Tips for routing and painting signs

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Old 05-28-09, 01:05 PM
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Question Tips for routing and painting signs

I am using a Milescraft template set to route names on 1x3 stock. I need to have the routed letters painted white and the stock background stained solid Oxford Brown. Is there any way to do this without having to carefully paint in each letter with a small brush?

I know of the method where you seal the stock, rout, paint in the letters sloppily, sand the stock to get crisp letters, and then cover everything with a transparent coat. That works well for painted letters on a natural stock, but does not work if you need the stock stained/painted.

I tried staining the stock, covering it with painter's tape, and routing through the tape. I got very jagged edges with a new carbide bit. I also tried with clear packing tape - not as ragged, but still not clean edges and it had poor adhesion.

I don't know if there is a better tape to try or a better method altogether. I would appreciate any ideas.

Also, does this kind of question belong in the "Paint" section?

Joe M
 
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Old 05-28-09, 02:20 PM
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Joe, I use a similar template set for signs at our property and cabin. I recently had a bad rain day, so I sequestered myself in my shop all day. I routed a new tailgate for my flatbed with my company name,city, state, and phone number on it. I used 5/4 boards, routed the letters and numbers, painted the letters with a spray can of paint, then ran the lumber through my planer and took off 1/32 of an inch, which obliterated the excess paint and left the letters crisp. I didn't stain it, but I would guess you could stain it after the numbers and letters are painted.
 
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Old 05-28-09, 02:23 PM
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Suppose you stain the stock last? Route & paint the letters first. Sand any white overlap, then stain the background.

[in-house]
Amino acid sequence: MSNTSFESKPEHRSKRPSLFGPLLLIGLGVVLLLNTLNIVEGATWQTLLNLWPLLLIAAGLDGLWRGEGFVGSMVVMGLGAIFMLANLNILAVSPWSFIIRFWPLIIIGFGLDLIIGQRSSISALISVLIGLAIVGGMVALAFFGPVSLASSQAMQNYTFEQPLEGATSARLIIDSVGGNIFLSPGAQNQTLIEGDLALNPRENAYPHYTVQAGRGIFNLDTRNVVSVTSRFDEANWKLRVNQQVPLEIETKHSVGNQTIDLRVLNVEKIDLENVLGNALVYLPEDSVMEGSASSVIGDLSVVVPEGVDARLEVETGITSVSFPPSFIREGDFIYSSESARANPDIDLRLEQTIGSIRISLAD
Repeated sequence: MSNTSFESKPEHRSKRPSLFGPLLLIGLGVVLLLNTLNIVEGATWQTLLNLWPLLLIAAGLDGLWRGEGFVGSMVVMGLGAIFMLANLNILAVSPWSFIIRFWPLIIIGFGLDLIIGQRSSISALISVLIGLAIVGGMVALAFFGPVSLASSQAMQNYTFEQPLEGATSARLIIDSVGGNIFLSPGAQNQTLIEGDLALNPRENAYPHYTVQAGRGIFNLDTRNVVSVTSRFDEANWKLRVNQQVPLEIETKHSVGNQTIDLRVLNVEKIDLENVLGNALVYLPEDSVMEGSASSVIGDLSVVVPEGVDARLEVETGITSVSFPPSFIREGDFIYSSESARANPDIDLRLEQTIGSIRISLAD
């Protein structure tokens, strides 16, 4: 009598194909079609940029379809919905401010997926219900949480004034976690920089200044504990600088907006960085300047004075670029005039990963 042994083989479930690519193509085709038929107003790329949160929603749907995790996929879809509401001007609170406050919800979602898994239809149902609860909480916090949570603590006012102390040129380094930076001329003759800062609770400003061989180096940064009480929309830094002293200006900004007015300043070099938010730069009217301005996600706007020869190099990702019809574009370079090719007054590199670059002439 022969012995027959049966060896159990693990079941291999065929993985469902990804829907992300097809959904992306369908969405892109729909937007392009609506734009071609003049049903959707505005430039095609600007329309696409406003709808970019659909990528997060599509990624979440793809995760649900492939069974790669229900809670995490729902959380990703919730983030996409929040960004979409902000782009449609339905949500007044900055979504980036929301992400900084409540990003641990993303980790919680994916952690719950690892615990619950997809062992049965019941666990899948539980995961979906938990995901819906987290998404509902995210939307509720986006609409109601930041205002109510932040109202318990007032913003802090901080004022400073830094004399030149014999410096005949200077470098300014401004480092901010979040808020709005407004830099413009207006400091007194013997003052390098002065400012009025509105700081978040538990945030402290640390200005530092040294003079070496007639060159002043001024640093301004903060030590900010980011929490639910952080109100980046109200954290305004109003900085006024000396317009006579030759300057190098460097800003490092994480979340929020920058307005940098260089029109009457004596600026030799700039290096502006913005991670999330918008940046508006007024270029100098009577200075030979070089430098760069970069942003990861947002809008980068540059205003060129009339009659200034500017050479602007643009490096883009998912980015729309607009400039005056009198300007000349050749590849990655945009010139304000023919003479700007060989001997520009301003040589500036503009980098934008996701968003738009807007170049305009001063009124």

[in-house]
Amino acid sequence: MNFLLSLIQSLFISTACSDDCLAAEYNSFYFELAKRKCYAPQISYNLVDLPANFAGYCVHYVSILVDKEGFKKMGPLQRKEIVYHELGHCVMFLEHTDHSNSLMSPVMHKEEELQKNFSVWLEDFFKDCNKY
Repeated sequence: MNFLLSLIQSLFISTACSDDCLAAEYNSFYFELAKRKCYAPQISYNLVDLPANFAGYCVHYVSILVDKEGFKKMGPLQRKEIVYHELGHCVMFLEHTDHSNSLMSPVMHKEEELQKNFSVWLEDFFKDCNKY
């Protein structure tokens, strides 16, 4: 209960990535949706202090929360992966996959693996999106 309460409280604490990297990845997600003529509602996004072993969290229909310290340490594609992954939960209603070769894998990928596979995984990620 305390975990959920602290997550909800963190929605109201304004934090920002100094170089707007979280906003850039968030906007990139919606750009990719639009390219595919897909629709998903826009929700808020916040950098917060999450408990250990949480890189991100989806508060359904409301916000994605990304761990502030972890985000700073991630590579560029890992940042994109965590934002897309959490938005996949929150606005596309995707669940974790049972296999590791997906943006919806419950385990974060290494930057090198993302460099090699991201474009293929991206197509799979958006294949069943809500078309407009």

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Old 05-28-09, 05:24 PM
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Originally Posted by chandler View Post
Joe, I use a similar template set for signs at our property and cabin. I recently had a bad rain day, so I sequestered myself in my shop all day. I routed a new tailgate for my flatbed with my company name,city, state, and phone number on it. I used 5/4 boards, routed the letters and numbers, painted the letters with a spray can of paint, then ran the lumber through my planer and took off 1/32 of an inch, which obliterated the excess paint and left the letters crisp. I didn't stain it, but I would guess you could stain it after the numbers and letters are painted.
Do you know of some technique that will prevent the solid stain from crossing the letter edges? I don't. I am afraid that this would take longer than carefully painting the letters. If there is a fast way to do it, I would really like to know.
 
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Old 05-28-09, 05:26 PM
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Originally Posted by modhippee View Post
I just came across a website of a tape that claims it does not bleed.
They have some interesting testimonials and the paintblock they are using looks pretty intereting
Anyway the website is called*****************It might be a tip :-)

Aaron
Has anyone ever routed through this tape? My problem with tape was not bleed. The router bit chewed up the tape edge.
 

Last edited by Shadeladie; 05-28-09 at 05:53 PM.
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Old 05-29-09, 03:44 AM
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Joe, you are probably right, as I think the stain will run too easily. I guess some things in life aren't easy. Good luck with the project!!
 
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Old 05-29-09, 08:55 AM
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Originally Posted by JoeMarshall View Post
Has anyone ever routed through this tape? My problem with tape was not bleed. The router bit chewed up the tape edge.
I don't know why modhippee's post was removed. Seems a little over aggressive.

Anyway, I checked out the suggested Frog Tape. They do not recommend the tape for this application. The special paint block material is only in the edges of the tape. There is nothing to indicate that you would get a cleaner routed edge than you would get with masking tape.
 
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Old 05-31-09, 10:02 PM
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Stain your blank stock.
Apply protective coating.
Clamp a piece of 1/4" blank stock to your stained stock.
Route through the 1/4" to your desired depth in the stained stock.
Paint your letters.
Remove 1/4" stock to reveal crisp clean lines.

Beer 4U2
 
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Old 06-03-09, 11:44 PM
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Originally Posted by Hanr3 View Post
Stain your blank stock.
Apply protective coating.
Clamp a piece of 1/4" blank stock to your stained stock.
Route through the 1/4" to your desired depth in the stained stock.
Paint your letters.
Remove 1/4" stock to reveal crisp clean lines. Beer 4U2
Thanks for the idea. I will need to get a router bit with a longer shank to try it. I am not sure that this will be any faster than careful painting.

I am also worried about capillary action drawing the paint into the crack between the two stocks. Have you done letters this way? Did you have this problem?

Joe
 
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